JOCK Tamson’s Bairns may have become something of a cliche. But in one respect every human being is indeed equal; death comes to us all, and every family faces the pain of loss. No amount of wealth, privilege or status can protect us from mortality. So, regardless of our different views on an issue like the monarchy, respect and compassion are due in equal measure, to every one of us at such times.
That is why it is right that we all offer our condolences to Prince Philip’s family, his friends, and all of those who will miss him. Every one of us who has lost someone dear to us knows all too well the pain that comes with it.
And this has been a year of such terrible loss for the world, including up to 150,000 Covid deaths in the UK alone, most of them announced without ceremony, as daily and anonymous statistics.
While the virus has taken its toll on people from all walks of life, the impact has been heaviest on those with poor housing, low incomes and genuinely tough frontline public service jobs. Many will have experienced a lifetime of economic marginalisation or poverty. But every one of their lives was just as valuable, and their loss will be just as painful for those that are grieving for them.
But for an individual, a family or a society, death is also part of life’s cycle, bringing a changing of the generations. Those who come after will build on the legacy they have been left, but will also rethink, reinvent, and alter course. They still owe much to those who went before, who may have lived by different values.
Our society contains a wide range of views on the monarchy. We do not all think the same way, and It would be wrong to pretend that we did. It is no secret that the Scottish Greens wish for an elected head of state, and will never support the principle of hereditary power.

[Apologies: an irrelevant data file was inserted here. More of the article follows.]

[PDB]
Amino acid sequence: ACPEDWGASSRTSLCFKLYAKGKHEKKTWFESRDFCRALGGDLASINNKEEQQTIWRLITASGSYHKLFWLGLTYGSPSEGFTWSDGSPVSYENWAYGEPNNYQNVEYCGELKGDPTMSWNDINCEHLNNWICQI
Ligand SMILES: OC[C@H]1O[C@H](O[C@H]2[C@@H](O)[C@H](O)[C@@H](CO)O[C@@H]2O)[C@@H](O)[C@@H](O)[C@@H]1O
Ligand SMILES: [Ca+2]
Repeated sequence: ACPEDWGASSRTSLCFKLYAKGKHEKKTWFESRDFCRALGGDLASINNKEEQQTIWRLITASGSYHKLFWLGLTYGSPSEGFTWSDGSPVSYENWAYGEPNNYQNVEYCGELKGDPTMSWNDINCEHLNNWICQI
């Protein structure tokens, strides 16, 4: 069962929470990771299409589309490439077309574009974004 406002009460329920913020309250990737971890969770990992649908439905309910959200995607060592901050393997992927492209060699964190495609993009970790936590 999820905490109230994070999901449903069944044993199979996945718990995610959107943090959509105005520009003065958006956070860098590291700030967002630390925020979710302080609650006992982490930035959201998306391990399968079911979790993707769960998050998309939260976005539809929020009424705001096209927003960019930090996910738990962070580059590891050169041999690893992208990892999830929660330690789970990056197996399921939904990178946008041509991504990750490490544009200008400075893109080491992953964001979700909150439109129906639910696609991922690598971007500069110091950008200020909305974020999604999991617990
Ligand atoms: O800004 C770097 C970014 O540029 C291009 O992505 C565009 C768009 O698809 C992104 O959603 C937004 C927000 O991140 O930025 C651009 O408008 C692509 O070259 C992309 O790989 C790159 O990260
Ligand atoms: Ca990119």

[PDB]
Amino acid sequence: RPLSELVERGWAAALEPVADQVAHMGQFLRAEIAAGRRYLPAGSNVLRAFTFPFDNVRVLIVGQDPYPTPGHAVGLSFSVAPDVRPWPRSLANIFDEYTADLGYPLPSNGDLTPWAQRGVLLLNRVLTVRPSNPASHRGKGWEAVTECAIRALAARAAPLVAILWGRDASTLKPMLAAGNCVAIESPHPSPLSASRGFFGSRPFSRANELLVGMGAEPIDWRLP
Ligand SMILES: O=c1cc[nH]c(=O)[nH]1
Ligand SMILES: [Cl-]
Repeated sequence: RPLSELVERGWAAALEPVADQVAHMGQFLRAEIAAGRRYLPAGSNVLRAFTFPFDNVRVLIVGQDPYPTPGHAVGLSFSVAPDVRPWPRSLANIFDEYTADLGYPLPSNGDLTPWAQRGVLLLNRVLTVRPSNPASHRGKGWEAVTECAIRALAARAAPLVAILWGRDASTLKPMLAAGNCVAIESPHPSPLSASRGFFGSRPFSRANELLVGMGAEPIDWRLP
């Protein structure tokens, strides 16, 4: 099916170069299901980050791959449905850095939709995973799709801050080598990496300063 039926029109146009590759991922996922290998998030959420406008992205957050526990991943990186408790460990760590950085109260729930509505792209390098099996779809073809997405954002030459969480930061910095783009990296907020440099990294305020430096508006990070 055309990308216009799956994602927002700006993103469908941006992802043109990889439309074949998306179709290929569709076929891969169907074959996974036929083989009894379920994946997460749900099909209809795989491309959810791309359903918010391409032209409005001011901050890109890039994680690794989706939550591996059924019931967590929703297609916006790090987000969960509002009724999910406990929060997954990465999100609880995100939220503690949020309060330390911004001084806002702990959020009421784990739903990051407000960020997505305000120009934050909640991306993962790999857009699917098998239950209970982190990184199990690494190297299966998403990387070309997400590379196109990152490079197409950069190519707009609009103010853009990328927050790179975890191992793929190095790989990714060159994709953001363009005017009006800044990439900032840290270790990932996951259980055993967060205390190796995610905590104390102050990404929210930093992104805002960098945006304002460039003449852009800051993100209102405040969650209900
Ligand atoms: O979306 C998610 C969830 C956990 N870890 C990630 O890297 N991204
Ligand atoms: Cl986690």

That is why my colleagues and I reflected carefully on how to take part in today’s parliamentary debate. We knew that it would be wrong and dishonest to give a performance of feelings not sincerely felt, but also that our absence would imply a personal disrespect to those who have lost someone important to them.
After 99 years, Prince Philip lived through a lot of change and leaves a mixed legacy. There are many examples of his prejudices, which caused pain to others. These are being euphemistically referred to as “colourful moments” or “gaffes”. And we cannot allow them to be forgotten in time or normalised. But there are also multiple stories of his personal generosity and many years of work in promoting conservation and environmentalism at a point where few with his influence were doing so.
It is said that Prince Philip wished to modernise the royal family and help it to keep pace with the modern, democratic and diverse society it is supposed to serve. There is a wider debate about whether such an institution can, and whether it should retain its place or not. We will be passionate participants in that debate, but it is not one for today.
Today we extend our thoughts to Prince Philip’s family, and to all those who are grieving for their loved ones, but we do so in a spirit of respect for the equal value of every human life.